Showcase: Emily Silk

‘Genesis of the Unknown Woman’

I am an interdisciplinary artist but primarily a painter working with acrylics and supporting experimental materials. I am also currently studying graphic design and utilise drawing, watercolour and intuitive creative processes to inspire and ground my art practice as a whole.

Interdisciplinary Artist/Painter

This collection of works is precisely that, a collection of works, not an explicit series. They inform and understand one another. They are representative of a unique creative period for me, exploring new frontiers conceptually. I have been fortunate enough to find significant mentors and muses in the past twelve months, these works are illustrative of now inextricable people and experiences. I am both yelling at and soothing myself, experimenting with visual comprehension of thought.

Through recurring themes of femininity, surrealism and quasi-catholicism I conjure up eccentric, energetic and often idiosyncratic visual worlds, as a solace from my ordinary self. My artistic practice is freeing, through it I find power, through it I can finally listen to myself.

As an artist I value mark making, and how several dabs of paint can construct an image. My work is very painterly, and once you begin to notice individual dab upon dab, the image unravels. I am constantly exploring how to manipulate and deconstruct that act, in order to create a story I want to tell myself visually. I don’t think my version of the story is necessarily important to my audience’s experience of the work, rather, I want to imply notions, nods to and inferences, woven through acrylic tapestry.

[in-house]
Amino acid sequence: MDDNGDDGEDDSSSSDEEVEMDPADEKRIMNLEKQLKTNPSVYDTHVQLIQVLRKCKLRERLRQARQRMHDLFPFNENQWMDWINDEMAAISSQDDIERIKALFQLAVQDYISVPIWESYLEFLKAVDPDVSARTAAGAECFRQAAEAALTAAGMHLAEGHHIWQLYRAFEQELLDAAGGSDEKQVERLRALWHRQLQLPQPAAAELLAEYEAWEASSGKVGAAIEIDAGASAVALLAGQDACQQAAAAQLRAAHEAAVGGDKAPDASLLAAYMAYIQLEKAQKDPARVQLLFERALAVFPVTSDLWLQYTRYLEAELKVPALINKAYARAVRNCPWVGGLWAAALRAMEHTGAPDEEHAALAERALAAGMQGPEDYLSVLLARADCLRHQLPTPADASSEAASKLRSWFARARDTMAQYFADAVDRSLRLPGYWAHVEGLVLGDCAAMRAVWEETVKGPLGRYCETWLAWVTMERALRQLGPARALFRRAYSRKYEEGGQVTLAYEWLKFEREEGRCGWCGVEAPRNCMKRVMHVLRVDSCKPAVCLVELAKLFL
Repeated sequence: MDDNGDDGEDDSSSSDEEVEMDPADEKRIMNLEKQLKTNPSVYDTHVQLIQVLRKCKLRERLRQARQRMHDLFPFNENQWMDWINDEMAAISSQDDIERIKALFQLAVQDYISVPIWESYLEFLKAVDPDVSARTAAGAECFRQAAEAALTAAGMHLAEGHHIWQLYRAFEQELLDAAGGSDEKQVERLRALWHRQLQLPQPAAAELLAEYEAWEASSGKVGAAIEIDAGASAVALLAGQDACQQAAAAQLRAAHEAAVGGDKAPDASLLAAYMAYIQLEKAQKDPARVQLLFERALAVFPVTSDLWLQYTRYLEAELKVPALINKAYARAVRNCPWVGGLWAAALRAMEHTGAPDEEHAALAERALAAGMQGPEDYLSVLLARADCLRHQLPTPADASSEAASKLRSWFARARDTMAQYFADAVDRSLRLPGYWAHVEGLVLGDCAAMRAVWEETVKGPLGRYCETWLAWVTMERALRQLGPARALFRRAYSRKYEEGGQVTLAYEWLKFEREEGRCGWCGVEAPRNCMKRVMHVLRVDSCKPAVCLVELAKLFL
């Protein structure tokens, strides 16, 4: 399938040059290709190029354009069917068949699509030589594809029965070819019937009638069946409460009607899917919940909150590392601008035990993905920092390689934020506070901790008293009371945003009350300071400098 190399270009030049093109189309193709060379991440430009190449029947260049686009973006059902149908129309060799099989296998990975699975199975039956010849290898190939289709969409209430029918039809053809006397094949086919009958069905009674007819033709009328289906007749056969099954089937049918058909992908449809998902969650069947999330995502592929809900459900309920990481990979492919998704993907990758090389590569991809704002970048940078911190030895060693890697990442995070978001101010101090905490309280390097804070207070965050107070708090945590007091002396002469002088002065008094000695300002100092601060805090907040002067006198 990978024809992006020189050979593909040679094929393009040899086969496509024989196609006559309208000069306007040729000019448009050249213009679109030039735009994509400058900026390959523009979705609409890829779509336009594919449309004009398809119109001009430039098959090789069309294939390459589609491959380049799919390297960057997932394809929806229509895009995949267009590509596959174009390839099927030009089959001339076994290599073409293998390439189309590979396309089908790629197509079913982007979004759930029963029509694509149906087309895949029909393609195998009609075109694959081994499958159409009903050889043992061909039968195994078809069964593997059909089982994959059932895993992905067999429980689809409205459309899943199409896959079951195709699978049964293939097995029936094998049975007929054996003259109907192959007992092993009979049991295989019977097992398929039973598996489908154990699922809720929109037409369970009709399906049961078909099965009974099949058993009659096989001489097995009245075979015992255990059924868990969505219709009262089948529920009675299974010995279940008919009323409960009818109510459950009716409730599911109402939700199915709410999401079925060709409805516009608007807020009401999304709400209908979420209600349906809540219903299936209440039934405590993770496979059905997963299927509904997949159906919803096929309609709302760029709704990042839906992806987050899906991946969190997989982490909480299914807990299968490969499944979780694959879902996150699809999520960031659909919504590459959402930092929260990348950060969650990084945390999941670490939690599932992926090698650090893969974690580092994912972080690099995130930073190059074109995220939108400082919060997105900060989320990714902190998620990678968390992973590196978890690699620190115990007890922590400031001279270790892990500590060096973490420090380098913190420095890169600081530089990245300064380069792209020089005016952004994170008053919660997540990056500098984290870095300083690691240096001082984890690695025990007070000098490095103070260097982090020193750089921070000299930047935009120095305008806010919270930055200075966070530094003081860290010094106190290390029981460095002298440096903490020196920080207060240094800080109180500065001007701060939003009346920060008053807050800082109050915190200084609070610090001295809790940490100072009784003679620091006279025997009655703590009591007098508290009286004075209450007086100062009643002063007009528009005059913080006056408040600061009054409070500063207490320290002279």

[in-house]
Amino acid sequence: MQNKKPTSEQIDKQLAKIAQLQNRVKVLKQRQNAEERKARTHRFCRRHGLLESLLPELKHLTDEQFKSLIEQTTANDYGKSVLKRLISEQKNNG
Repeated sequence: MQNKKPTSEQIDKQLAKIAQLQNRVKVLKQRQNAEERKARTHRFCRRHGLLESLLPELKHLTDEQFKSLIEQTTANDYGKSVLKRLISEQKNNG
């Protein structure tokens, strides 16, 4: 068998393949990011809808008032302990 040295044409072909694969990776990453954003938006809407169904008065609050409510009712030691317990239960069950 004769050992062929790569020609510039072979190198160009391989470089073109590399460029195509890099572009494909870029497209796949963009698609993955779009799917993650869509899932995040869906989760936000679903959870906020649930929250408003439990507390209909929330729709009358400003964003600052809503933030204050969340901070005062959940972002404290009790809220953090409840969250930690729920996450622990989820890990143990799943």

Sitiō (Potential acquisition)

(90x120cm), 2023, acrylic and soft pastel on canvas

‘Sitiō’, Latin, meaning to thirst. One of the seven sayings of Christ as he died strung upon a cross. His final being ‘Father, into thy hands I commend my spirit’. While I am not religious, I find that Christianity has permeated most of my life and in untethering myself from it, it has become a greater source of inspiration. By deconstructing this act of ‘thirst’ conceptually as it relates to the spirit, I have appropriated biblical themes in ‘Sitiō’ to communicate personal struggles with mental health. 

‘I am the beginning and ending of everything. I am the snake that eats itself’, I wrote in a journal entry in January of this year. 

A flying pig roasts upon a spit, surrounded by 12 entities, or apostles rather. All hope is dead, because when pigs have flown, yet will no longer, there really is nothing left to wish for. 

The Madonna and the Whore (Potential Acquisition)

(160x180cm), 2023, spray paint and acrylic on cardboard, satin sewn (blanket stitch) with wool to cardboard (edges and centrepiece)

This piece is an evolution upon a watercolour I created in August of 2022. The watercolour featured a bleeding vulva surrounded by thorns; an attempt to understand a miscarriage I experienced. Feeling a duality of shame and an indiscernible softness, I depicted the outline of the Madonna in the inner folds of labia.  

For me, Mary exists abstract to Christianity, and acts as a manifestation of my deceased grandmother. I want to juxtapose this icon of motherhood and purity against sexuality and femininity to demonstrate the complexity of being a woman.